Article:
Delfina Rojo never imagined going through the recovery phase of mental health care.
But after gaining years of experience with Kern Behavioral Health & Recovery Services and a bachelor’s degree in criminal justice from CSUB, Rojo now holds an inaugural Bakersfield position as a recovery specialist tasked with making 911 calls that meet certain criteria. Provides mental health services to the call center at the Bakersfield Police Department.
“Mental health personnel will be looking for different things in law enforcement because of our training,” Rojo said. “It’s more about connecting with the individual and directing them toward what will be most beneficial to their mental health.”
Fernanda Ramirez, the temporary supervisor of Rojo’s unit, said nearly 76 percent of calls answered by Rojo since it began in August 2021 have been backed by a mental health response rather than a police officer.
That success prompted plans to expand the program, said city councilman Eric Arias.
The city council is seeking to add three more missionaries with similar responsibilities, according to the proposed city budget. The total cost of the program is $400,757, according to a plan expected to be discussed during the board meeting on June 15.
“The hope is that with these three additional individuals out there, we will provide 24/7 … opportunities for any individual facing these kinds of mental health crises,” Arias said.
How it works
“I can’t stand this anymore. Nobody cares about me.”
Rojo said she heard this refrain while answering calls. This statement, along with the caller saying they swallowed an entire bottle of pills, prompts her to send the police.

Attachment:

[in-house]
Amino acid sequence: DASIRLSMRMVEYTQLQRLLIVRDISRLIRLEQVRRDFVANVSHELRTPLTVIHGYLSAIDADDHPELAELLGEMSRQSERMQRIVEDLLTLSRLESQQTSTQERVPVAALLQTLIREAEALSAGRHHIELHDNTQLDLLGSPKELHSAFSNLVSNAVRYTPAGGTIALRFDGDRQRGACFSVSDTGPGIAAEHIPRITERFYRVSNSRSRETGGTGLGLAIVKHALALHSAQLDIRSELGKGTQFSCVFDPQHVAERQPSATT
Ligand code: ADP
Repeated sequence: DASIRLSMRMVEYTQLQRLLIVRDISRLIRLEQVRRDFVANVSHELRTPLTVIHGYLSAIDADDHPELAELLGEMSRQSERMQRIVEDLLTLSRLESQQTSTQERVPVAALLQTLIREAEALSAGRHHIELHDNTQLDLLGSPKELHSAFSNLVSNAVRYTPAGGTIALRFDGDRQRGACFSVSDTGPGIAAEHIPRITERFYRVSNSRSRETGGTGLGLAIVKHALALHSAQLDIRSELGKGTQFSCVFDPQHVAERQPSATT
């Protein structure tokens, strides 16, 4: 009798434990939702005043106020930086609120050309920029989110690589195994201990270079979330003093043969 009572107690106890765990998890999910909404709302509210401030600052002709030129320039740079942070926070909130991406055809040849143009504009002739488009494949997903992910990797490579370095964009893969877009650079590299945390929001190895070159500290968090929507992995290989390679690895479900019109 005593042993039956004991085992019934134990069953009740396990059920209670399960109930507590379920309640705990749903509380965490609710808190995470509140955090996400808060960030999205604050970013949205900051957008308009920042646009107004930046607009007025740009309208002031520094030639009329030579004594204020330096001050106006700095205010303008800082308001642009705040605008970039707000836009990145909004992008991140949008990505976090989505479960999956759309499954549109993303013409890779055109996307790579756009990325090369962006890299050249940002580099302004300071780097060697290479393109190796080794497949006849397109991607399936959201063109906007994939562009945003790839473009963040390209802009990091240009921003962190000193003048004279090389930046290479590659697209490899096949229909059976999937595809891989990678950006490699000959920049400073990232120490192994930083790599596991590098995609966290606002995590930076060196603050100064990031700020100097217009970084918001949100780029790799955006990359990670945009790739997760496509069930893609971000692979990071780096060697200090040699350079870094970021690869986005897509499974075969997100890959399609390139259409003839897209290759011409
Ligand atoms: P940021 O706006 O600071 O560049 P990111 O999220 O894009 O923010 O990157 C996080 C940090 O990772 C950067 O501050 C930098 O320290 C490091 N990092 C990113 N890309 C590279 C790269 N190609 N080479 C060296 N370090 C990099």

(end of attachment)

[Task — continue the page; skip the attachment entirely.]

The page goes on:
But other, less extreme situations allow Rojo the ability to listen. Rogow said some calls may last up to 30 minutes and end with referrals to various mental health services or the deployment of a mobile assessment team.
Ramirez said the mobile teams, which are made up of Kern BBRS employees, respond with officers to cases where non-police services are needed.
She said some people simply need to vent themselves. 911 dispatchers usually answer a call and transfer the person to Rojo if the caller is speaking quickly and not listening for instructions.
Rojo said she tries to answer a few questions when answering a call for the first time: What is the mood of the caller? How do they listen to questions? What happened before they called 911?
Ramirez, her interim supervisor, said Rojo has a calm voice.
“It’s a natural gift,” Ramirez said.
The supervisor noticed calls beginning with heightened anxiety and slurred speech. Ramirez said that Rojo then uses grounding techniques and the conversation ends by thanking the caller calmly Rojo. No need to send a mobile assessment team, or police that might aggravate the situation.
Ramirez added that Rojo, using her connection at Kern BBRS, can provide teams with knowledge about a repeat caller and send potential assistance.
“It’s such an honor to be a part of so many people’s lives,” said Rojo, a Highland High School graduate and lifelong Bakersfield resident.
‘caregiver’ rather than ‘enforcement’
Arias said city officials have sought to reimagine their approach to various emergencies in the wake of George Floyd’s death and the resulting protests. They created a mental health dispatcher pilot program in collaboration with BPD and Kern bhRS to measure its outcomes last year.
Robert Beer, a spokesperson for the Department of Mental Health, said he welcomed the addition of individuals mandated to provide mental health assistance.
Bourne said mental health experts provide the “caregiver” response rather than “enforcement,” citing the example of a resident who called a 911 dispatcher multiple times a day worried about someone eavesdropping and controlling their minds.
He added that sending a police officer on each occasion to ensure his safety is a potential solution, but linking that resident to a mental health service could lead to “alternative strategies”.
Beers said that officers’ response to such situations has decreased more frequently, allowing police resources to tackle criminal activity instead.
“Having someone connected to the system (like Rojo) is very important, not only for the safety of that individual, but also for the safety of our community in general,” Bayer said.
You can reach Ishani Desai at 661-395-7417. You can also follow her @_ishanidesai on Twitter.